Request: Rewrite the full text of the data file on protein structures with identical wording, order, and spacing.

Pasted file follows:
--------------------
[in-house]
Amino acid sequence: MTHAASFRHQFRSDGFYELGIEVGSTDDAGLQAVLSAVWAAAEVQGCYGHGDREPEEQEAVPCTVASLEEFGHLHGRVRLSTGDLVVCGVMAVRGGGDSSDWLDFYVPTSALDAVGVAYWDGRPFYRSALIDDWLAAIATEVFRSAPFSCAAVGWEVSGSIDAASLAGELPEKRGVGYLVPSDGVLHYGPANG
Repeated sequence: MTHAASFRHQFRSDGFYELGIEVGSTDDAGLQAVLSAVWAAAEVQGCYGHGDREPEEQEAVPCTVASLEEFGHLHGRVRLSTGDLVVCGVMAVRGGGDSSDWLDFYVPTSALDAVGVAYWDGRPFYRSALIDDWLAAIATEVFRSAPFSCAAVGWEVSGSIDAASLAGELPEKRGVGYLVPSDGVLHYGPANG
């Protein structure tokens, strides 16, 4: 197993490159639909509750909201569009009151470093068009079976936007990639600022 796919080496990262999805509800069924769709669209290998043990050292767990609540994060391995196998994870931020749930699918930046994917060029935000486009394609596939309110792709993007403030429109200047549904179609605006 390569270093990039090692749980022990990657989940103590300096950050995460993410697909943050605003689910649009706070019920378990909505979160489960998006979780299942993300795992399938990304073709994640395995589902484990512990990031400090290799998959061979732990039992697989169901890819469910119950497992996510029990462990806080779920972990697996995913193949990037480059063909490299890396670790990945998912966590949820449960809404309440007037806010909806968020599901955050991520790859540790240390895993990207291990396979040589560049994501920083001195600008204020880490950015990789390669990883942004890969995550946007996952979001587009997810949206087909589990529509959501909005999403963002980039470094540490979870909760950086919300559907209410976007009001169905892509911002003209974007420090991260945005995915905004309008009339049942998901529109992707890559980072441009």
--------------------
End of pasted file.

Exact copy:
[in-house]
Amino acid sequence: MTHAASFRHQFRSDGFYELGIEVGSTDDAGLQAVLSAVWAAAEVQGCYGHGDREPEEQEAVPCTVASLEEFGHLHGRVRLSTGDLVVCGVMAVRGGGDSSDWLDFYVPTSALDAVGVAYWDGRPFYRSALIDDWLAAIATEVFRSAPFSCAAVGWEVSGSIDAASLAGELPEKRGVGYLVPSDGVLHYGPANG
Repeated sequence: MTHAASFRHQFRSDGFYELGIEVGSTDDAGLQAVLSAVWAAAEVQGCYGHGDREPEEQEAVPCTVASLEEFGHLHGRVRLSTGDLVVCGVMAVRGGGDSSDWLDFYVPTSALDAVGVAYWDGRPFYRSALIDDWLAAIATEVFRSAPFSCAAVGWEVSGSIDAASLAGELPEKRGVGYLVPSDGVLHYGPANG
């Protein structure tokens, strides 16, 4: 197993490159639909509750909201569009009151470093068009079976936007990639600022 796919080496990262999805509800069924769709669209290998043990050292767990609540994060391995196998994870931020749930699918930046994917060029935000486009394609596939309110792709993007403030429109200047549904179609605006 390569270093990039090692749980022990990657989940103590300096950050995460993410697909943050605003689910649009706070019920378990909505979160489960998006979780299942993300795992399938990304073709994640395995589902484990512990990031400090290799998959061979732990039992697989169901890819469910119950497992996510029990462990806080779920972990697996995913193949990037480059063909490299890396670790990945998912966590949820449960809404309440007037806010909806968020599901955050991520790859540790240390895993990207291990396979040589560049994501920083001195600008204020880490950015990789390669990883942004890969995550946007996952979001587009997810949206087909589990529509959501909005999403963002980039470094540490979870909760950086919300559907209410976007009001169905892509911002003209974007420090991260945005995915905004309008009339049942998901529109992707890559980072441009």